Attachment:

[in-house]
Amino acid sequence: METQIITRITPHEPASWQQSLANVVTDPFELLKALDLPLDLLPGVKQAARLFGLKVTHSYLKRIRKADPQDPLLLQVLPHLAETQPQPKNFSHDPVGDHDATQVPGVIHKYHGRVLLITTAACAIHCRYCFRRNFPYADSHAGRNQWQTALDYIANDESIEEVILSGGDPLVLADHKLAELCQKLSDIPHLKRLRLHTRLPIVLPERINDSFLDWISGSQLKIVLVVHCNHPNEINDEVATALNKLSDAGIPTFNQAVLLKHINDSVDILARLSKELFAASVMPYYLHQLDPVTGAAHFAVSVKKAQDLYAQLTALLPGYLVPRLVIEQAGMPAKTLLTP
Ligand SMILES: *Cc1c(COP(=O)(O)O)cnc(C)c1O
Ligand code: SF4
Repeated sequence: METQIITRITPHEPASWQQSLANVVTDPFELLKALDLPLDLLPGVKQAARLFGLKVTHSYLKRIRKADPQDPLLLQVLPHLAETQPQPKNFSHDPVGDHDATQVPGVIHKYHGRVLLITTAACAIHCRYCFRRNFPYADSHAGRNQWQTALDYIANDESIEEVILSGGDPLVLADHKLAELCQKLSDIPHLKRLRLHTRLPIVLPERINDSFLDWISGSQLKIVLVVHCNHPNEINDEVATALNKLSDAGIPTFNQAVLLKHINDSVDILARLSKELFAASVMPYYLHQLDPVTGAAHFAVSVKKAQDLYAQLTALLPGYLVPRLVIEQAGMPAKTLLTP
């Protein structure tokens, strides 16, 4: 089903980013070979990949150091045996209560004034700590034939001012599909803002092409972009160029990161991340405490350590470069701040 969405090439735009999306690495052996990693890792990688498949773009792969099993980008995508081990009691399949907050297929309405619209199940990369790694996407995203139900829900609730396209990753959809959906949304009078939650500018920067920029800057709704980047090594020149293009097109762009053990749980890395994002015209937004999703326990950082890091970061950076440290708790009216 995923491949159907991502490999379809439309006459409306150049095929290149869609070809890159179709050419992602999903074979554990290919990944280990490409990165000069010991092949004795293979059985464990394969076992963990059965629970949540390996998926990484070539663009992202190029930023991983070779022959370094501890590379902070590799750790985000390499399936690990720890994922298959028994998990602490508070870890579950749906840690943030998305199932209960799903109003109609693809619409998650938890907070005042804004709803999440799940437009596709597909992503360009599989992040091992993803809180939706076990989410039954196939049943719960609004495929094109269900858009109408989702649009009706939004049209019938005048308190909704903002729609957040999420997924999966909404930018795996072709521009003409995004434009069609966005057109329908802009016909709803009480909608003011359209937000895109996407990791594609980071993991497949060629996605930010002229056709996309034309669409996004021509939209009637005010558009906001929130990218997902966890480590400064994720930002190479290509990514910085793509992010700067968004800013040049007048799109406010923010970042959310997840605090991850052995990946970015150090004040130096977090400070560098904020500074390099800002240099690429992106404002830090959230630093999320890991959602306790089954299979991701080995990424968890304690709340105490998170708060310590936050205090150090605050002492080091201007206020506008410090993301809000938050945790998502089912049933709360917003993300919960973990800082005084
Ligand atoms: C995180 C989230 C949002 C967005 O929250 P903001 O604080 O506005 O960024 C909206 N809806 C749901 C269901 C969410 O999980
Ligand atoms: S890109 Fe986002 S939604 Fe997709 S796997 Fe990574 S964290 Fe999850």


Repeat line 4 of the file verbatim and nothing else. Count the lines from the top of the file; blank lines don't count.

Ligand code: SF4